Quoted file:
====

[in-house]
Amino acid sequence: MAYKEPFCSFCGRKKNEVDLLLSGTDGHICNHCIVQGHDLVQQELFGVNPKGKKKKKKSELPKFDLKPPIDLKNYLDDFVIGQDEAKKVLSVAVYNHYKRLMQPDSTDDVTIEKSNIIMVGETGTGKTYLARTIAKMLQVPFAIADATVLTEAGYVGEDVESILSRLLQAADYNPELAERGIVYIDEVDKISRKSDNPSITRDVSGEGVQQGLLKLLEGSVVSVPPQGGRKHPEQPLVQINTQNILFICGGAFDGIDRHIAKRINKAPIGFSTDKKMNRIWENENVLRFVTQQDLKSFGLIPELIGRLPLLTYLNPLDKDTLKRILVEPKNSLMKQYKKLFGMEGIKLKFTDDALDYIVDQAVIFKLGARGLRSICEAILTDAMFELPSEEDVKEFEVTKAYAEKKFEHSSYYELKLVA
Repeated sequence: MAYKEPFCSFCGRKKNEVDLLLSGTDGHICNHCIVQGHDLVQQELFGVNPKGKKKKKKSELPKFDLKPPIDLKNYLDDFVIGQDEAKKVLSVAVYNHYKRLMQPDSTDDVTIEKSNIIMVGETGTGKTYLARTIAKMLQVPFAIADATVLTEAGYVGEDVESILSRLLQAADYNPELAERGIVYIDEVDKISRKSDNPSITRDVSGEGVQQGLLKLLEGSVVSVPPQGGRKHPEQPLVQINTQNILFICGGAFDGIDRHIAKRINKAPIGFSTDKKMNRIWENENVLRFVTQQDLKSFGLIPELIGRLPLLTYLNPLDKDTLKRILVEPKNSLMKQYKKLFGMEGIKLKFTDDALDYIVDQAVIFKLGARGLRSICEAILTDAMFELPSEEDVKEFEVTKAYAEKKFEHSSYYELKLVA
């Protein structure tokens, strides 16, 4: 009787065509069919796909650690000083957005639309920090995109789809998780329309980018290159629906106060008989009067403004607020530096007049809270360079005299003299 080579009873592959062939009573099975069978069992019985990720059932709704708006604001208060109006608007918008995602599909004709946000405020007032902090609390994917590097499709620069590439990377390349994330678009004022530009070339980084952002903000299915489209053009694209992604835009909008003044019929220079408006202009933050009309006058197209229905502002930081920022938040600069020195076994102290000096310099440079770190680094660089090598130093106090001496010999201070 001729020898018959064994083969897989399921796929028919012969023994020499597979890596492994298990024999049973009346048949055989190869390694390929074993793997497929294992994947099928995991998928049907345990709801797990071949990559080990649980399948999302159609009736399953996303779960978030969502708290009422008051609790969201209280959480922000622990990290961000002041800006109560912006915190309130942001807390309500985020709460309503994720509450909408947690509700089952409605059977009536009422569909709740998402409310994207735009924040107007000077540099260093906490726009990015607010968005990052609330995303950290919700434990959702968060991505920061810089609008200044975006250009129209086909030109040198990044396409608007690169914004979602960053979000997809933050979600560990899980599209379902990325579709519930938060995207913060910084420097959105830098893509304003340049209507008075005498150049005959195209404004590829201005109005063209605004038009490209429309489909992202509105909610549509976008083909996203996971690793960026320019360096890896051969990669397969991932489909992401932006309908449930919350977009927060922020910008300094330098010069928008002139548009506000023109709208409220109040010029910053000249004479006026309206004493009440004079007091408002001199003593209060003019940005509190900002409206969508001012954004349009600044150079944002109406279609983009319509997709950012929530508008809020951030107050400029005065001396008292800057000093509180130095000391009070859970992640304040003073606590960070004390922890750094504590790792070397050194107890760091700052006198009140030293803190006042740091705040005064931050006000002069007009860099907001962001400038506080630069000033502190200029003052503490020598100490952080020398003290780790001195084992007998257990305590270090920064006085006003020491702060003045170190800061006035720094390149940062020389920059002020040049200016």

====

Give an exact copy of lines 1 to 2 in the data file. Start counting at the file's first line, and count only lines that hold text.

[in-house]
Amino acid sequence: MAYKEPFCSFCGRKKNEVDLLLSGTDGHICNHCIVQGHDLVQQELFGVNPKGKKKKKKSELPKFDLKPPIDLKNYLDDFVIGQDEAKKVLSVAVYNHYKRLMQPDSTDDVTIEKSNIIMVGETGTGKTYLARTIAKMLQVPFAIADATVLTEAGYVGEDVESILSRLLQAADYNPELAERGIVYIDEVDKISRKSDNPSITRDVSGEGVQQGLLKLLEGSVVSVPPQGGRKHPEQPLVQINTQNILFICGGAFDGIDRHIAKRINKAPIGFSTDKKMNRIWENENVLRFVTQQDLKSFGLIPELIGRLPLLTYLNPLDKDTLKRILVEPKNSLMKQYKKLFGMEGIKLKFTDDALDYIVDQAVIFKLGARGLRSICEAILTDAMFELPSEEDVKEFEVTKAYAEKKFEHSSYYELKLVA